Now, 5) Put your protagonist(s) into the hot seat. Repeat this exercise with your characters walking into the decoy house or being handcuffed by the cop. How does he/she react? What’s at stake? The hot seat is the great equalizer. It doesn’t matter if your protagonist is a truck driver from Tucson or a zombie wet nurse; everyone shows a new level of personality when cornered.

Quirks. TV is full of them. You don’t have to sit at Starbucks and wait for them to order a cup of coffee; you just have to ogle the pretty colors on your television screen until your brain softens like a bruised peach.

Happy Writing!
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Winner of the “Name Your Pet Clovort” contest

Posted by on Sep 13, 2010 in Uncategorized

My pet clovort’s name is Squirreljaw. I call him that because he can fit twenty squirrels in his— Um, I mean because he’s cute.

When the “Name Your Pet Clovort” contest ended last night, Squirreljaw was hungry. He’s always hungry. He laughed at all eight entries: Minnie, Kitty, Tinnell, Wilbur, Sylvester, George, Beklin, and Dimeadip.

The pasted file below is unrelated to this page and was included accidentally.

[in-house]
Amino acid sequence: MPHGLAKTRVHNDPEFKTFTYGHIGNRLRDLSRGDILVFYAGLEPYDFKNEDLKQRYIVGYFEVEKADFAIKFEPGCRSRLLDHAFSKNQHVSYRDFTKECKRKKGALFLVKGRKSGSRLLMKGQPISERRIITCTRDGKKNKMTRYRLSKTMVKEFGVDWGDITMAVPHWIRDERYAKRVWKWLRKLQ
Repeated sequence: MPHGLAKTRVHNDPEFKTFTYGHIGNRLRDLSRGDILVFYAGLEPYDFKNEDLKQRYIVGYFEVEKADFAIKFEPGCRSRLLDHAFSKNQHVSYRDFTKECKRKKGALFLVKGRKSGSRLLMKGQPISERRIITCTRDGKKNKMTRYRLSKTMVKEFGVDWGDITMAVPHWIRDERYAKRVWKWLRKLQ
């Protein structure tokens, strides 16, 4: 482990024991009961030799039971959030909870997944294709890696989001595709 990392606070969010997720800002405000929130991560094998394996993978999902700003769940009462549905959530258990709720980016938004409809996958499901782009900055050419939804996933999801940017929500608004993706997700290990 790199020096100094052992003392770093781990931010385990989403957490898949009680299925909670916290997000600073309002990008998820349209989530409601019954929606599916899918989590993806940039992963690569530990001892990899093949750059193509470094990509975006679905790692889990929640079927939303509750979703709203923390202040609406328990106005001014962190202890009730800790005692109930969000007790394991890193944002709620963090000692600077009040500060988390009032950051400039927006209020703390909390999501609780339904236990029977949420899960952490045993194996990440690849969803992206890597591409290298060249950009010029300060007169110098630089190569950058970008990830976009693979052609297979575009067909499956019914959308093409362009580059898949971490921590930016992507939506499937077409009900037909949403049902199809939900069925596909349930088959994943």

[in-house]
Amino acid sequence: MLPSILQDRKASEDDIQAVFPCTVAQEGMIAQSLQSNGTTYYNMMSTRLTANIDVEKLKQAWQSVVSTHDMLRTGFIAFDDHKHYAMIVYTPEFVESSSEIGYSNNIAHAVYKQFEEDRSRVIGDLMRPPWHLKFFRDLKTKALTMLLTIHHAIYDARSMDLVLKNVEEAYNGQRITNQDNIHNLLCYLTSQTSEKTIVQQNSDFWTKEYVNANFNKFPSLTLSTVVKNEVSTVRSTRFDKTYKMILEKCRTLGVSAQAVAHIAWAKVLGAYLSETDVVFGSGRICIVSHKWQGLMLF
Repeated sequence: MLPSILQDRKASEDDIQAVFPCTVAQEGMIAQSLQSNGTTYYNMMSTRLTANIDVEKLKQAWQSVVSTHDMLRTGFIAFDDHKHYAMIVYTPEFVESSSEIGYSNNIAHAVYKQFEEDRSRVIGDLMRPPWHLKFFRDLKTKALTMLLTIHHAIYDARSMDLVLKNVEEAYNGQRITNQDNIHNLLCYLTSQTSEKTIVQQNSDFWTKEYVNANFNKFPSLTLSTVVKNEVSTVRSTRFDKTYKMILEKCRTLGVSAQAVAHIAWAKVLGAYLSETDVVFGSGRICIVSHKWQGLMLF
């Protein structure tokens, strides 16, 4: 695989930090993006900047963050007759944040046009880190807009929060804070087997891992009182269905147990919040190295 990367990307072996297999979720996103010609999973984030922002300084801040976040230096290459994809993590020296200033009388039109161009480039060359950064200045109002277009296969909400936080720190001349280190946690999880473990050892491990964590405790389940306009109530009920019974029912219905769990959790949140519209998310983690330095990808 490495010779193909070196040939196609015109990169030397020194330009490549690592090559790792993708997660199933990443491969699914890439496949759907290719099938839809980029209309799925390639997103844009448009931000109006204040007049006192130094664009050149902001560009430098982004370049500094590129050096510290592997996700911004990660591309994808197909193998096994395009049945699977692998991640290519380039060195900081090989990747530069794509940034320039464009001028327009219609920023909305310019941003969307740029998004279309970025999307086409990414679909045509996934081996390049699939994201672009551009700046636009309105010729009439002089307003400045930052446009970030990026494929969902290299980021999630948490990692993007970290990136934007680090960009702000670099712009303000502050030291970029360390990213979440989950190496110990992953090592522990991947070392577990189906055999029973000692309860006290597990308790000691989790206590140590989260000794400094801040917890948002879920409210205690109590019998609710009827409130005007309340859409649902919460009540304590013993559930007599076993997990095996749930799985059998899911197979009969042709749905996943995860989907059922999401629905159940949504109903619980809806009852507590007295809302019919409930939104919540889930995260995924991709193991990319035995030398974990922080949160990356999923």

I let Squirreljaw pick the winner.

I collected eight squirrels from the traps in my backyard, one for each entry. There were actually fifteen (to cover any late entries), but we only needed eight. I wrote one clovort name on the back of each squirrel with a Sharpie, then brought them to Squirreljaw’s shed and let them loose. 

Squirreljaw can be a picky eater. He giggled at Dimeadip for a long time and played Animal Autopsy with Sylvester, but he didn’t eat them. I yelled at Squirreljaw to stop playing with his food. Squirreljaw sighed, picked up Beklin by the tail and gulped down a winner.

And that means Janelle gets the prize! To claim it, tell me where to mail the squirrel’s remains and I’ll send them via UPS Overnight. 

Thanks all for playing! I’ll have a new contest coming up soon. 
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Interview with Liz Borino

Posted by on Sep 9, 2010 in Uncategorized

I interviewed Liz Borino for a variety of reasons: 
a) Her blog is unique. She posts each entry from the POV of a fictional character. I like that.
b) She’s a talented writer.
c) She actually bought (and read) my novel, Rogue’s Curse. And I always take care of my readers.

So here is Liz Borino…

You have a unique and fun approach to blogging. You let your characters post. What’s that about?
When I completed my manuscript, I began researching online about the importance of platforms to selling work and most authors have a blog and that was something I was interested in. So, I started brainstorming ways to stand out. There’re very few blogs like mine. Also, the way the blog is set up allows for minor characters to be more fleshed out, as well as getting back story I couldn’t include in the book.

How is your blog related to your novel?